It’s December 11, 1972, and Houston has a problem. The lunar rover on the Apollo 17 mission, LRV-3, has lost its right rear fender. Not a huge deal on earth, but on the moon, it’s potentially catastrophic. Fenderless driving kicks up a flume of lunar regolith that coats the rover’s navigation and communication instruments in fine, wave-blocking silt. It’s a silt that insinuates itself into the aluminum rings that hold the astronauts’ helmets and gloves in place, and it can’t be wiped off.
NASA comes up with a solution: Take four laminated pages from the survey maps, tape them together into a 15-by-10½-inch slat, and marry that piece to the shorn fender. It works. Outer-limit engineering fixed with tape.
This story originally appeared in Volume 8 of Road & Track.
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As the alphanumerics imply, the LRV-3 was NASA’s third lunar rover. It was, in its most utilitarian sense, a tool for collecting geological samples. But in another, it was a perilous transport to the edge of the knowable. The rockets may have taken us to the moon, but the rovers allowed us to interrogate it.
In his meticulously researched and masterfully written new book, Across the Airless Wilds, Earl Swift tells the story of the lunar-vehicle program from its inception in the mind of ex-Nazi Wernher von Braun to the three rover excursions.
It is unfair to suggest that challenges facing the lunar-rover program were as steep as those posed by a lunar landing itself, but they were not insignificant. NASA had to come up with an electric vehicle that could report back to our planet, withstand extreme temperatures (plus or minus 250 degrees Fahrenheit), operate in one-sixth gravity, fold up into and deploy from the tiny moon lander, and traverse unknown lunar terrain.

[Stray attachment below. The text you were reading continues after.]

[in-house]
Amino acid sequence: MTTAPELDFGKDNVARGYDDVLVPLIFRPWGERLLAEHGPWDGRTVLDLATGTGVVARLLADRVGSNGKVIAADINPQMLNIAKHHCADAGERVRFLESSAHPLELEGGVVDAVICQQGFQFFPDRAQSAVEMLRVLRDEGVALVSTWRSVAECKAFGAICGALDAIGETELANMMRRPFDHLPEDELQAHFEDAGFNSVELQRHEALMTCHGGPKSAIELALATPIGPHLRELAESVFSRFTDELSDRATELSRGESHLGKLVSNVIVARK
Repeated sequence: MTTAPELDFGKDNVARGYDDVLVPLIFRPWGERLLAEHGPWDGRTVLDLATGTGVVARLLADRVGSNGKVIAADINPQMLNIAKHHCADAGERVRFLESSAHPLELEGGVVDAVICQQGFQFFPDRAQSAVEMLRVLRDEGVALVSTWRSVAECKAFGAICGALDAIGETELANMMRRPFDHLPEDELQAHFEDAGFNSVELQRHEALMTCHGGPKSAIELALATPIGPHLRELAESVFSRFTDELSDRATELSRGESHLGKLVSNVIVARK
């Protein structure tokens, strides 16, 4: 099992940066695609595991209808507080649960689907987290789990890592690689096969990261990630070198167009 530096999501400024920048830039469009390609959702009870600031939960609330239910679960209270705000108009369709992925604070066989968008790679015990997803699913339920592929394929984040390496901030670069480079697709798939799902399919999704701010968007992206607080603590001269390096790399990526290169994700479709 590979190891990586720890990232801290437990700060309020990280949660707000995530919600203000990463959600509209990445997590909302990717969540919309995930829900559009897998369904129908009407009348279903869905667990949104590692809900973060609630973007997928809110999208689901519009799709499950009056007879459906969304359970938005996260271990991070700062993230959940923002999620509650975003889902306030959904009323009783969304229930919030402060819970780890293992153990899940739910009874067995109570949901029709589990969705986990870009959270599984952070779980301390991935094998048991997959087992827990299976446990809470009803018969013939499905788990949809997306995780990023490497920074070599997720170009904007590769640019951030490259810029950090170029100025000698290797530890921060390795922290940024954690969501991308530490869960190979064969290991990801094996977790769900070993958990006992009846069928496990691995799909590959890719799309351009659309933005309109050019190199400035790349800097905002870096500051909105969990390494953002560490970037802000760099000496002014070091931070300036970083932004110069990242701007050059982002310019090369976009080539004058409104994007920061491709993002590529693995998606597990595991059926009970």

NASA put the contract out for bids, and the job went to Boeing. General Motors became the major subcontractor based in part on its wire-mesh wheel design. One somewhat hilarious thing detailed in Swift’s book is NASA’s frustration with Boeing and GM. NASA worked to the very highest standards of testing, engineering, and process, predicated on the reputational and human risks posed by its missions. Boeing worked to slightly laxer standards, in keeping with the only marginally less dire stakes it encountered in its usual course of business. GM, on the other hand, worked to the safety standards of the Corvair.
Despite the development period’s many thrown slide rules and dislodged pocket protectors, the partners delivered the first lunar rover just 22 months after the project got the green light. It would cost the taxpayers $38 million, roughly a quarter of a billion dollars in today’s money.
Apollo 15 held the first rover, LRV-1, in its lander. After four days of space travel to get up to the Hadley Rille, astronauts David Scott and James Irwin drove LRV-1 a total of 17.25 miles over three excursions. Dave and Jim’s first drive, of 6.3 miles, surpassed all previous missions’ travels combined.
On their next jaunt, they hit pay dirt—a nugget of four-billion-year-old white anorthosite dubbed Genesis Rock. From Swift’s book: This “was the consummation of all the missions that had come before. . . . Until now, most missions had been built around testing equipment and sorting out procedures. Apollo 15’s moonwalkers were conducting real science.”
We left three cars on the moon. But this is no space junk, no off-loaded, off-brand detritus from a pot-metal superpower. This is Grade A American equipment. The LRVs are what NASA decided to create when its moonshots had grown prosaic to the American public and perhaps even to itself. The rovers were the moonshot’s moonshot.